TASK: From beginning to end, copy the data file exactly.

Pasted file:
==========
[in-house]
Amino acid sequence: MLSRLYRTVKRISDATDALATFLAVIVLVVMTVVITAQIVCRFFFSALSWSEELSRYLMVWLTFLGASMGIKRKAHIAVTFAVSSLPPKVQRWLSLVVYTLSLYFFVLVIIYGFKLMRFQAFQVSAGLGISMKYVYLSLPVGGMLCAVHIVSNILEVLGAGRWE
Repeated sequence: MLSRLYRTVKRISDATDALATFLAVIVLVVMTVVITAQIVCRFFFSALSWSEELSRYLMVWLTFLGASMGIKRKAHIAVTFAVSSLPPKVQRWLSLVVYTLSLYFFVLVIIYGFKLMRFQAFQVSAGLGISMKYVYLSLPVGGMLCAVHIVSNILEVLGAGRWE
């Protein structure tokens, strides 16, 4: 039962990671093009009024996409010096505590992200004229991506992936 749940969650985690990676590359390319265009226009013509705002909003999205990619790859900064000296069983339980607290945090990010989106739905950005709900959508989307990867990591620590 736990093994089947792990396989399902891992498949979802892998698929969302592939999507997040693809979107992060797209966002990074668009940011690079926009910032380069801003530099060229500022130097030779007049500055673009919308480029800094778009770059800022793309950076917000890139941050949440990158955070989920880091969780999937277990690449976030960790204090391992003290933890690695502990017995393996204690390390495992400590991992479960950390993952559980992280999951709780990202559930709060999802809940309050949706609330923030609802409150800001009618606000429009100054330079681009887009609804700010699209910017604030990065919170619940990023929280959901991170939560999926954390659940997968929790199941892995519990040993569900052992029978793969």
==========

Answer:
[in-house]
Amino acid sequence: MLSRLYRTVKRISDATDALATFLAVIVLVVMTVVITAQIVCRFFFSALSWSEELSRYLMVWLTFLGASMGIKRKAHIAVTFAVSSLPPKVQRWLSLVVYTLSLYFFVLVIIYGFKLMRFQAFQVSAGLGISMKYVYLSLPVGGMLCAVHIVSNILEVLGAGRWE
Repeated sequence: MLSRLYRTVKRISDATDALATFLAVIVLVVMTVVITAQIVCRFFFSALSWSEELSRYLMVWLTFLGASMGIKRKAHIAVTFAVSSLPPKVQRWLSLVVYTLSLYFFVLVIIYGFKLMRFQAFQVSAGLGISMKYVYLSLPVGGMLCAVHIVSNILEVLGAGRWE
């Protein structure tokens, strides 16, 4: 039962990671093009009024996409010096505590992200004229991506992936 749940969650985690990676590359390319265009226009013509705002909003999205990619790859900064000296069983339980607290945090990010989106739905950005709900959508989307990867990591620590 736990093994089947792990396989399902891992498949979802892998698929969302592939999507997040693809979107992060797209966002990074668009940011690079926009910032380069801003530099060229500022130097030779007049500055673009919308480029800094778009770059800022793309950076917000890139941050949440990158955070989920880091969780999937277990690449976030960790204090391992003290933890690695502990017995393996204690390390495992400590991992479960950390993952559980992280999951709780990202559930709060999802809940309050949706609330923030609802409150800001009618606000429009100054330079681009887009609804700010699209910017604030990065919170619940990023929280959901991170939560999926954390659940997968929790199941892995519990040993569900052992029978793969």